This 23 June 2019 German video says about itself (translated):
The alleged murderer of the President of Kassel region, Walter Lübcke, was in contact with Combat 18 structures from Dortmund. This “combat group Adolf Hitler” was never resolutely fought despite the NSU terror series. Robin S. is currently active in the management of Combat 18 in Dortmund. He is the friend of Beate Zschäpe, the convicted Nazi terrorist. The two wrote love letters. They are available to CORRECTIV.
By Dietmar Gaisenkersting in Germany:
21 January 2020
The links between the series of murders carried out by the neo-Nazi terrorist group National Socialist Underground (NSU), the murder of Kassel’s District President Walter Lübcke (Christian Democratic Union, CDU) and the secret service are closer than previously known. This is shown by investigative documents from the police headquarters of Middle Franconia, which were reported by the RedaktionsNetzwerk Deutschland (RND) on Saturday.
The documents substantiate the suspicion that the NSU continued to operate underground even after the death of its members Uwe Mundlos and Uwe Böhnhardt, the arrest of Beate Zschäpe, and the murder of Walter Lübcke. A key figure in this network is Andreas Temme, who, as an employee of the Hesse state secret service, controlled undercover confidential informants (CIs) in the right-wing extremist scene in Kassel. Temme later moved to Walter Lübcke’s regional council, where he still works today.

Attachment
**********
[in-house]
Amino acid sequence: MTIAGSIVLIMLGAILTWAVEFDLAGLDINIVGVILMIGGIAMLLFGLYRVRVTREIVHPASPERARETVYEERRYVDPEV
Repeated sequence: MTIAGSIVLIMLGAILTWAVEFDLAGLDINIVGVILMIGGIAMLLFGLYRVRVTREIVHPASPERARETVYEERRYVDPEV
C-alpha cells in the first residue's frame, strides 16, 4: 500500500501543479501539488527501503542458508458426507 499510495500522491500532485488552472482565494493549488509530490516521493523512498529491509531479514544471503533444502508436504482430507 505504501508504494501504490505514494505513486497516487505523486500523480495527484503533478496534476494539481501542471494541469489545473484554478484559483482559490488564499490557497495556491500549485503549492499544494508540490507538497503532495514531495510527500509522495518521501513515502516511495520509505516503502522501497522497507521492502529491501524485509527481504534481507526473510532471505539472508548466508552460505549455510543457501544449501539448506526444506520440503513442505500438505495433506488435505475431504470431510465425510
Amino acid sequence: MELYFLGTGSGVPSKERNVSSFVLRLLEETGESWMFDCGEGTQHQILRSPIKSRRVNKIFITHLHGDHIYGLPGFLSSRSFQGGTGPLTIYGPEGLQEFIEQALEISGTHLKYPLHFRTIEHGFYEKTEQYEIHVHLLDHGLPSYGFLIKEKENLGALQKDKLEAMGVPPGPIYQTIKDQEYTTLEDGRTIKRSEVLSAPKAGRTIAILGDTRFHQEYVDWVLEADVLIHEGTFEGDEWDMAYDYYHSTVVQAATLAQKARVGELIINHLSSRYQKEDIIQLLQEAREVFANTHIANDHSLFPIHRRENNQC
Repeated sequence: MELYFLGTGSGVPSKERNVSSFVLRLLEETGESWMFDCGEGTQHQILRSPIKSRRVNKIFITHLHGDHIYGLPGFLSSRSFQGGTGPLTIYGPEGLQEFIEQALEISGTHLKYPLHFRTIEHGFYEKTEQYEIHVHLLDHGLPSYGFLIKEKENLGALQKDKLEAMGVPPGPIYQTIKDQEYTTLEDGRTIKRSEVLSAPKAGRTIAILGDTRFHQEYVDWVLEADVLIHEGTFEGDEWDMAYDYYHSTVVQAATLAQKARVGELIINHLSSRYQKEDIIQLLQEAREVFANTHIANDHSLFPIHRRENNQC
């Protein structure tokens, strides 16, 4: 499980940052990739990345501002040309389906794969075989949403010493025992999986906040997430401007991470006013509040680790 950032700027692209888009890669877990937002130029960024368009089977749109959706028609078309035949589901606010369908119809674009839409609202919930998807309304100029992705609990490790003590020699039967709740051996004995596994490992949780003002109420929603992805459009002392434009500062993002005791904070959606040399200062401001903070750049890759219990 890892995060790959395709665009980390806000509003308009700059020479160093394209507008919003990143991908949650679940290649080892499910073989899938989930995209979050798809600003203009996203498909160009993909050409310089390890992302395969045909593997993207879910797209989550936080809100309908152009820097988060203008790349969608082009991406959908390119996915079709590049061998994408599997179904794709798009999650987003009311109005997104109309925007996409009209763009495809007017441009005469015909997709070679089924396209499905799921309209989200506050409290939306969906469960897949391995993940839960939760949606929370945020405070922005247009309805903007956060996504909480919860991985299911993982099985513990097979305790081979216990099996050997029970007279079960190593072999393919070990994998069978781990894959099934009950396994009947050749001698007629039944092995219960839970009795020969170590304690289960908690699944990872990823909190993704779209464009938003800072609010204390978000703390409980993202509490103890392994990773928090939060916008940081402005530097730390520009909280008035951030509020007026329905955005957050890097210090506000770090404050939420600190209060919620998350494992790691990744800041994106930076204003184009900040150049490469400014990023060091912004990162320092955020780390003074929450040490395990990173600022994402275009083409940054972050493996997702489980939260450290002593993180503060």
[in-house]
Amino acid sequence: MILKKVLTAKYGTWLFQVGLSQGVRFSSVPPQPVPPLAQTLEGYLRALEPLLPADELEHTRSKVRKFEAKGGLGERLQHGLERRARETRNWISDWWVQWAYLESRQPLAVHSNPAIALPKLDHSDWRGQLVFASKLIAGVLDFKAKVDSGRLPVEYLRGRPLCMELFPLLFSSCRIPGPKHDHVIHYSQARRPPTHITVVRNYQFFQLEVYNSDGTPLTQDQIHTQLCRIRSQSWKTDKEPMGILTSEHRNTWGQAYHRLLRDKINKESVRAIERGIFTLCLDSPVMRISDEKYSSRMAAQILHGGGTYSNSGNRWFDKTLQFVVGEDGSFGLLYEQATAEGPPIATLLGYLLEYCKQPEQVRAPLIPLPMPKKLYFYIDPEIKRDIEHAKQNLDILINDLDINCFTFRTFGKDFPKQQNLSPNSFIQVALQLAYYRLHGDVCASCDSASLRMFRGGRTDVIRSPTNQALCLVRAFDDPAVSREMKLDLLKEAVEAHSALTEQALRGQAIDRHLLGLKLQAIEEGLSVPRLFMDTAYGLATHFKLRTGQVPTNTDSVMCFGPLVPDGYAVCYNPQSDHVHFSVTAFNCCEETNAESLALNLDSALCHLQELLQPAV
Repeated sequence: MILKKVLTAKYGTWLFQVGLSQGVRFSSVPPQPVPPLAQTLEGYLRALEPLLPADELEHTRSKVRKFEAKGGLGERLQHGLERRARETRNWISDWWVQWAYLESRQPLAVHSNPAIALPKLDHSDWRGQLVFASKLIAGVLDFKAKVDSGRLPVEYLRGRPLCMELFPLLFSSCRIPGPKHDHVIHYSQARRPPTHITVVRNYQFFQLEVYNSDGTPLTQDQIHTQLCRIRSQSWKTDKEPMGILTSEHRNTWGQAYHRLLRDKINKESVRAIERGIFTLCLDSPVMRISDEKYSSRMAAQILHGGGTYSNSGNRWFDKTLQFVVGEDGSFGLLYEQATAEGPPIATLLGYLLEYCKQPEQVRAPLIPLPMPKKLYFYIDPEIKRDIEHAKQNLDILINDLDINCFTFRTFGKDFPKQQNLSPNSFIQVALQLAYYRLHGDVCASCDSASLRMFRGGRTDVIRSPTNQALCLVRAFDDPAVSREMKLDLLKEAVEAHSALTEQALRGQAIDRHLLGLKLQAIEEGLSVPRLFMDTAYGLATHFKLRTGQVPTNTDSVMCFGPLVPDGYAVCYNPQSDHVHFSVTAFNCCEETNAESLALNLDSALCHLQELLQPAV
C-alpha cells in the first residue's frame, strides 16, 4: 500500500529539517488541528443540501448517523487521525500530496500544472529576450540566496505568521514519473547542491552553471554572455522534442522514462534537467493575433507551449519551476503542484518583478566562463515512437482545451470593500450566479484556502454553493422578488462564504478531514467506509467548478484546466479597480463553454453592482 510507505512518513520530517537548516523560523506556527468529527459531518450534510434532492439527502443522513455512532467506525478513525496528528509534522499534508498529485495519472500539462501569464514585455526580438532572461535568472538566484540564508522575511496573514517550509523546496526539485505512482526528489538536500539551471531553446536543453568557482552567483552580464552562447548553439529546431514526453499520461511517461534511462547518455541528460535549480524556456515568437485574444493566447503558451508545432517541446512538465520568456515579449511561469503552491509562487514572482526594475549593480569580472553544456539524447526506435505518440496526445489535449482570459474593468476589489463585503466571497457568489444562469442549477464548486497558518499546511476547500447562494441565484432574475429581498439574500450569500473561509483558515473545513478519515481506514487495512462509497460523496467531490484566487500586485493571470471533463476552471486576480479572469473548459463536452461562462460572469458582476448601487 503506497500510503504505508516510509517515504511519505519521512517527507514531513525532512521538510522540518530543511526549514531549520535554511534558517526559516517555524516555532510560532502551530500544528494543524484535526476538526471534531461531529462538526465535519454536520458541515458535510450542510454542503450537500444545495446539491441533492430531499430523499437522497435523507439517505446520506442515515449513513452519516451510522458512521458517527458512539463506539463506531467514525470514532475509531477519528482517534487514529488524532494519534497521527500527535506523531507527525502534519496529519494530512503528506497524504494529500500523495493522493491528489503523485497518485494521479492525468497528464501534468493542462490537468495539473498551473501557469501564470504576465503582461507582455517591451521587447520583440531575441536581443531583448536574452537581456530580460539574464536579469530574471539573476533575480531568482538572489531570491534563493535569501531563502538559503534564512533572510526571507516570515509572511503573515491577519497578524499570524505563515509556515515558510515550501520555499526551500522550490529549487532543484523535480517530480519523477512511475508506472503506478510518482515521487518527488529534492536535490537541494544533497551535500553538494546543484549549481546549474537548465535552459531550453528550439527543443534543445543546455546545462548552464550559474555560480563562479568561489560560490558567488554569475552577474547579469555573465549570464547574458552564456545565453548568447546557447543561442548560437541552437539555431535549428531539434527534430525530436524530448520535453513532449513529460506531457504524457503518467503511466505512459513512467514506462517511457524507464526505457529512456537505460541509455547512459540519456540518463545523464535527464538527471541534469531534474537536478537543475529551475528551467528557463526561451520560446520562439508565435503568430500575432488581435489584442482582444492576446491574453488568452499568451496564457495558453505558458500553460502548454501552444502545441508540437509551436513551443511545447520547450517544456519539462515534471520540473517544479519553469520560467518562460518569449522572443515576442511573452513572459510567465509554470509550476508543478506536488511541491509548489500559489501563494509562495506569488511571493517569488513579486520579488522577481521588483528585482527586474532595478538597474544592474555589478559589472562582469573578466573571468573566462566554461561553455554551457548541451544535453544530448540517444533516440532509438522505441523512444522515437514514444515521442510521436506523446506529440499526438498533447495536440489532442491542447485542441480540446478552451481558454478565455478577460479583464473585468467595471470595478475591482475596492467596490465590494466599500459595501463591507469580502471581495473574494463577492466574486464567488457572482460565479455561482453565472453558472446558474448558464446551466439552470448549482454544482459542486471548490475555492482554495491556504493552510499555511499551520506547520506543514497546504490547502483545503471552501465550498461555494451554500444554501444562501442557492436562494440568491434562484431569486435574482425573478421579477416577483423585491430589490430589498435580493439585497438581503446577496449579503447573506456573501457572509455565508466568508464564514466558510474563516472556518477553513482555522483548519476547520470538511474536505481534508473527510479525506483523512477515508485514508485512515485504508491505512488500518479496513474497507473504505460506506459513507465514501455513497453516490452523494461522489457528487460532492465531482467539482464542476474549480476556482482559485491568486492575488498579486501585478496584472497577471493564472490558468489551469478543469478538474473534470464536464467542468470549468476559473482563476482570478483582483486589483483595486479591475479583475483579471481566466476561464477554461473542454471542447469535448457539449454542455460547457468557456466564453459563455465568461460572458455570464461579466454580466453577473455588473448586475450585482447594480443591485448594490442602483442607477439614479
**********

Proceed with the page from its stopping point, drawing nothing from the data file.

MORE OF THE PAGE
Temme was already suspected in 2006 of being involved in the NSU’s murder series. He had been in Halit Yozgat’s Internet café, when the latter was the ninth victim of the NSU to be murdered, with two targeted shots to the head. He did not report to the police afterwards, and was therefore suspected of the crime, arrested and interrogated.
During the search of Temme’s apartment and his workplace at the secret service, investigators found drugs, illegal ammunition and right-wing-extremist propaganda in “large quantities”, according to a memo since discovered by broadcasters Bayerischer Rundfunk (BR) and Nürnberger Nachrichten (NN). Despite this—and although his reasons for his presence at the crime scene were contradictory and hardly plausible—Temme remained untouched.